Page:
Fishing Lake Panasoffkee
Lake Panasoffkee is a 4,460-acre Fish Management Area located by the town of Lake Panasoffkee. Panasoffkee is truly unusual, a natural spring-fed lake, water depths seldom exceed four feet. Lake Panasoffkee connects to the Withlacoochee River which is well over 157 miles long flowing out to the Gulf of Mexico. I-75 runs along the eastern edge and C.R. 470 along the southern and western shore. A public ramp is available on the Outlet River, west of the lake on C.R. 470.
There’s abundant numbers of threadfin shad (excellent bass forage) and largemouth bass in the 1 to 4 pound range with very big stomachs. Bass are feeding heavily on the readily available threadfin shad. Fishing floating Rat-L-Trap or shallow diving crankbaits with chartreuse in it (to match up with the threadfin’s yellow/green tail). Jerkworms and spinnerbaits will also produce schooling-size bass.
There are also large numbers of smaller sized bluegill around eelgrass beds and near shore. Fishing crickets or grass shrimp around eel grass beds should work well for the available bream.
Lake Panasoffkee Reviews
Lake Panasoffkee History Information and Map:
Lake Panasoffkee WMA lies along the eastern shore of Lake Panasoffkee, in north central Sumter County. This nearly 9,000-acre area was acquired between 1990 and 1997 to preserve the lake and its associated floodplain forests. Four spring-fed creeks enter the lake. Pinelands and oak scrub are found at higher elevations. Wild turkey, feral hogs, white-tailed deer, armadillo, hawks, turtles, and wading birds are common residents. Lake Panasoffkee WMA is part of the Great Florida Birding Trail. On the loop trail through the open pasture kestrels, meadowlarks, and killdeer may be observed. The spur to Little Jones Creek is a good spot to hear and observe warblers. Over eight miles of shared trails are available for bicycling, and 18 more miles of trails are open for horseback riding and hiking. Visitors can picnic in the open pavilion. Lake Panasoffkee offers separate primitive equestrian and group campsites. Pavilion and campsites may be reserved for group use with the Southwest Florida Water Management District upon request. Fishing, boating, and paddling are available on the lake, which is accessible from a nearby county boat ramp.
Panasoffkee is a lake, but it was almost a city. Only by a strange set of circumstances is it still a typical cypress swamp, carpeted by rare jungle flowers and inhabited by birds and wild animals such as in their native habitat by only a few Florida tourists.
All of this might have been a metropolis. The Florida Gazetteer of 1887 show Panasoffkee twice the size of Jacksonville. There was no Orlando in those days. Even before that year, however a settlement existed on the lake. In the earlier 1880’s, when the Florida Central Railroad extended south from Wildwood, the first new station stop was Panasoffkee.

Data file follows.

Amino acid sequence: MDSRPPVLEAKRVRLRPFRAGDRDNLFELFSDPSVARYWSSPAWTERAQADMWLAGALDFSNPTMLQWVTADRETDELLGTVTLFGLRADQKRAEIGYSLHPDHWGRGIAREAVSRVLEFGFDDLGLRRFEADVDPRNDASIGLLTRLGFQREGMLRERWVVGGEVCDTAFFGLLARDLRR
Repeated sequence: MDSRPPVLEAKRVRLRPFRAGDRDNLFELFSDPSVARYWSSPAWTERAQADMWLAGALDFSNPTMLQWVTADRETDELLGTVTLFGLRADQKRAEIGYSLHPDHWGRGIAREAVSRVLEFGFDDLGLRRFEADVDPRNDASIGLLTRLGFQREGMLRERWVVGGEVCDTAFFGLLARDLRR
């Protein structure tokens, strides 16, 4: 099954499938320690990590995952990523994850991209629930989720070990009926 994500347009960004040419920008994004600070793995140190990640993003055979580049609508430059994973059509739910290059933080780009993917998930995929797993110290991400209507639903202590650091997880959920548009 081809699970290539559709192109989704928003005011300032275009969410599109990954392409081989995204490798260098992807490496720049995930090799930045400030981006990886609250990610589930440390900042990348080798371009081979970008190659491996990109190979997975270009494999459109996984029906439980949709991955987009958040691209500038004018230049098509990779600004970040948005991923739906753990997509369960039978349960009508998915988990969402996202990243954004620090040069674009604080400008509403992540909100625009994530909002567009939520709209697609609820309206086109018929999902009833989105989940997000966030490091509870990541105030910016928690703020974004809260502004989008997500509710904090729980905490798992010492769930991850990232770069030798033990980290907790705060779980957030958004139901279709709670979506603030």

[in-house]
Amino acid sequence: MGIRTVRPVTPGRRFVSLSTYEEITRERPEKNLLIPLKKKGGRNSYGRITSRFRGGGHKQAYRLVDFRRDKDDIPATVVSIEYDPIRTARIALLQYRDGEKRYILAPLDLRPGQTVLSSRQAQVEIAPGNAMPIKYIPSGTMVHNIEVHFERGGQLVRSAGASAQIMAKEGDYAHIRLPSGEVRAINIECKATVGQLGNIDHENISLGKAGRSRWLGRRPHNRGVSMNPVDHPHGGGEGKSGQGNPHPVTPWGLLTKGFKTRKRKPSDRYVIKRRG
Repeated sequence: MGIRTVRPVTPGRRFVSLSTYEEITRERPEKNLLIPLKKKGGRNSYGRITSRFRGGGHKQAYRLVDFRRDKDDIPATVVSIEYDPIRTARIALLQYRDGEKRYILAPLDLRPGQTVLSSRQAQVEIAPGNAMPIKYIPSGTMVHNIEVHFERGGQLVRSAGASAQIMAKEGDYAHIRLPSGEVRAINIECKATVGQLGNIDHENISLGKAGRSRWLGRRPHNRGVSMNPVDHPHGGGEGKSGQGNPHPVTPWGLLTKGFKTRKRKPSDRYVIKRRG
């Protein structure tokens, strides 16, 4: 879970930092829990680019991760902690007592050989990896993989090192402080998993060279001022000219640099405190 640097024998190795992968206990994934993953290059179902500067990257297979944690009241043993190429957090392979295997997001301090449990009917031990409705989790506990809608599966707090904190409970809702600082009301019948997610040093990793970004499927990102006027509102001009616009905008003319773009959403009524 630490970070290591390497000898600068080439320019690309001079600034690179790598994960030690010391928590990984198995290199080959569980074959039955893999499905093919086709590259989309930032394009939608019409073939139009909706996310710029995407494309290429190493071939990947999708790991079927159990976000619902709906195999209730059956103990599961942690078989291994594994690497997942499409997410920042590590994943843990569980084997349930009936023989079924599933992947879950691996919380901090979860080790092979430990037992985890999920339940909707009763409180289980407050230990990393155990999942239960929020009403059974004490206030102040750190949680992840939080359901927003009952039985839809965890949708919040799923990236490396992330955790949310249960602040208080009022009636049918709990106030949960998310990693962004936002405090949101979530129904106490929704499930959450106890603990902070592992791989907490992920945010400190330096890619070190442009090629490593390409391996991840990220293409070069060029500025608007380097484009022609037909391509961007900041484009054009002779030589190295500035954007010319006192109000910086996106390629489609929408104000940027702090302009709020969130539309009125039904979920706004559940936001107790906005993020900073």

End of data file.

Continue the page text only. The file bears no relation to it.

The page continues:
View Larger Map of Lake Panasoffkee
Access and Parking
- Located on south side of SR 44, two miles west of I-75.
- Property closed to general public during hunts.
Hours of Operation
Daily from sunrise to sunset, except during hunts.
Restrooms and Water
Restrooms adjacent to picnic pavilion. Non-potable water available.
- 8 miles of marked trails. Riders must stay on trails.
- Always wear helmet. Florida law requires bicyclists under 16 to wear helmets.
- Site 54 on western section of Great Florida Birding Trail.
- Contact Florida Fish and Wildlife Conservation Commission (FWC) for more information.
Boating and Paddling
- Explore Shady Brook, Big Jones and Little Jones creeks by small boat during high-water conditions. Access from Lake Panasoffkee.
- Outlet channel to Lake Panasoffkee generally not navigable except in high-water conditions.
- Separate areas available for equestrian and group primitive camping.
- Campgrounds equipped with fire rings, grills and picnic tables.
- Non-potable well water available at equestrian campground.
- Maximum occupancy — 40 campers.
- 8 horse stalls with water; free to campers on first-come, first-served basis.
- Vehicles allowed in campgrounds with valid camping permit
- 18 miles of shared-use trails marked for horseback riding.
- Trails marked with white diamonds.
- Riders must stay on marked trails.
- Horse-drawn buggy riding allowed on marked trails. Permit required.
- Each rider must carry proof of current negative Coggins test.
- Little Jones Creek and two borrow pits on eastern side of property.
- Access from Jones Creek Trail and Borrow Pit Trail, respectively.
- Lake Panasoffkee inaccessible from property due to thick marsh vegetation.
- Contact FWC for license requirements.
18 miles of shared-use trails.
- View regulations summary for this property
- Special opportunity hunts conducted for archery, hog-